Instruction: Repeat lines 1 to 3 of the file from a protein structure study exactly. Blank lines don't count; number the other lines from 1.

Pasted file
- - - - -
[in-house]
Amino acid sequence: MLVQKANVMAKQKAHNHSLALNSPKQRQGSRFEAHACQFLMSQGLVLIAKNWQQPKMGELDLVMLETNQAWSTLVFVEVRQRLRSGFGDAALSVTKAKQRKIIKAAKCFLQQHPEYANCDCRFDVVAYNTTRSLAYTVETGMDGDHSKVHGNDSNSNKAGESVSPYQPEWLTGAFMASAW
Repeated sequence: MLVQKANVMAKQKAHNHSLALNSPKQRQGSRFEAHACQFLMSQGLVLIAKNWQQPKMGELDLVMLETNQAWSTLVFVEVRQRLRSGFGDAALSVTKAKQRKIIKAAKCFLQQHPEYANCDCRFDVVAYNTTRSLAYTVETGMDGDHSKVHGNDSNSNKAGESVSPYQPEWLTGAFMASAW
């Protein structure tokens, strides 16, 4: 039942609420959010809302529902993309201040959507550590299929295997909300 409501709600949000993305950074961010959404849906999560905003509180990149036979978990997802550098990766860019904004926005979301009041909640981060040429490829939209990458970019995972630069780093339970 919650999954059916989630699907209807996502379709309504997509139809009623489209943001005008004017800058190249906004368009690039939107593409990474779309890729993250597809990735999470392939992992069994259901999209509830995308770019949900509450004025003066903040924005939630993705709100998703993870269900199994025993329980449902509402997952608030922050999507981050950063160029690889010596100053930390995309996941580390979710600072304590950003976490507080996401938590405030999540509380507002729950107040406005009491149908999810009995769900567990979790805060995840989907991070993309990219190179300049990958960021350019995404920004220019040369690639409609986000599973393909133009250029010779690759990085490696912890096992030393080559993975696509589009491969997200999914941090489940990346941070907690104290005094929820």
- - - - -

[in-house]
Amino acid sequence: MLVQKANVMAKQKAHNHSLALNSPKQRQGSRFEAHACQFLMSQGLVLIAKNWQQPKMGELDLVMLETNQAWSTLVFVEVRQRLRSGFGDAALSVTKAKQRKIIKAAKCFLQQHPEYANCDCRFDVVAYNTTRSLAYTVETGMDGDHSKVHGNDSNSNKAGESVSPYQPEWLTGAFMASAW
Repeated sequence: MLVQKANVMAKQKAHNHSLALNSPKQRQGSRFEAHACQFLMSQGLVLIAKNWQQPKMGELDLVMLETNQAWSTLVFVEVRQRLRSGFGDAALSVTKAKQRKIIKAAKCFLQQHPEYANCDCRFDVVAYNTTRSLAYTVETGMDGDHSKVHGNDSNSNKAGESVSPYQPEWLTGAFMASAW